This month’s TRIAL Magazine discusses a tragic eighteen wheeler crash. What happened in that crash? Around 1:30 am, a large commercial truck slammed into the rear of a pickup truck on a rural stretch of western Interstate. The crash killed a young mother and one of her children. Another child was left severely injured. The evidence at trial in that case revealed the commercial truck never slowed or took any evasive action before slamming into the pickup truck.
That case raised significant questions involving issues of independent contractors as drivers, control over drivers and company safety programs. If you need a lawyer in a trucking injury case, you should find one who understands these issues. Why were these issues in that case? The company (a worldwide distribution company) hired drivers it called “contractors” or “independent contractors.” Yet, the company did not treat these drivers as independent contractors. Instead, the company controlled every detail of driver operations down to the details of how to park the truck. As many lawyers know, it’s not what the company calls its people, but rather, the realities of control. While the company controlled all aspects of driver operations, it had NO driver safety training requirements or programs. That’s a classic case of profits over people. If you put drivers on the highway and control their actions for your profit, you should also exercise some safety responsibility for them.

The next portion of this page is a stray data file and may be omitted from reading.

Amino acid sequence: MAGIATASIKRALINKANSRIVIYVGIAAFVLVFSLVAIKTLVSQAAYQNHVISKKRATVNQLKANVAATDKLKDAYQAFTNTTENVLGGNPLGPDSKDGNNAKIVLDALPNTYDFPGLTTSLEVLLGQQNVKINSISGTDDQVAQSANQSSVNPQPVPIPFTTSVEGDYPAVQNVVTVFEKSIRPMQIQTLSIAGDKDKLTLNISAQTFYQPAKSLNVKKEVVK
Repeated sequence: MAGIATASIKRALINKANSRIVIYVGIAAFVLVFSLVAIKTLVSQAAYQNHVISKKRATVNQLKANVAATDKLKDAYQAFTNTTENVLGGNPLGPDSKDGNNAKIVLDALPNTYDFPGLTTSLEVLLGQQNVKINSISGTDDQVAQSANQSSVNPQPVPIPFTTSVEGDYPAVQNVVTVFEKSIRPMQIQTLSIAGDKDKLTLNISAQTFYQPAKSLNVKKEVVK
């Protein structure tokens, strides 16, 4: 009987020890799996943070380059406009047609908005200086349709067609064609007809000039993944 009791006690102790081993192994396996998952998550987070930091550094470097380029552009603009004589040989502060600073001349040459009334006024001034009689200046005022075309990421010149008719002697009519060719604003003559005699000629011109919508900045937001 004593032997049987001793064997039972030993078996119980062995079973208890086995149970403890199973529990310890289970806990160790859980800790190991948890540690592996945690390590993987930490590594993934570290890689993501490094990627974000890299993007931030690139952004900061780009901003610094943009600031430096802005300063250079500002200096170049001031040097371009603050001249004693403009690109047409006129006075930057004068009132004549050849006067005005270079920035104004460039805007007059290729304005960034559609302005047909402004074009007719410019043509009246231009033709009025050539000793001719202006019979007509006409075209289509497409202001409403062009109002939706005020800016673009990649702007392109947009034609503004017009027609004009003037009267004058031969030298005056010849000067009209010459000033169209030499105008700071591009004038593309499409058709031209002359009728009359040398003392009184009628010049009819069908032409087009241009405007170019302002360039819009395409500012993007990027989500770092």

We drive alongside big trucks everyday on our highways. Many trucking companies and truckers care deeply about safety. But, not all of them do. Next time you see a company name or logo on the side of a large truck, ask yourself: Does that company have a REAL safety program to prevent needless injury?
Productivity versus safety. The two should work together. Yet, some companies value only immediate productivity. On many construction sites, immediate productivity trumps safety every single day. Who pays the price when safety is neglected? Workers and their families pay the ultimate price of serious injuries and deaths.
A survey of construction workers showed the majority believed safety took a back seat to immediate productivity. Yet, it should not. The majority of workers also believed their companies did the bare MINIMUM required amount for safety. That is, their companies met the minimum needed to avoid a citation but not the level needed to create a culture of safety. These working men and women understand first-hand the safety issues on construction sites.
Do some companies neglect real safety? Most serious injury and death cases I’ve investigated on construction sites happened because management failed to institute basic safety processes. This is why safety standards established by agencies like OSHA are so important. Without minimum standards, some companies would do nothing at all.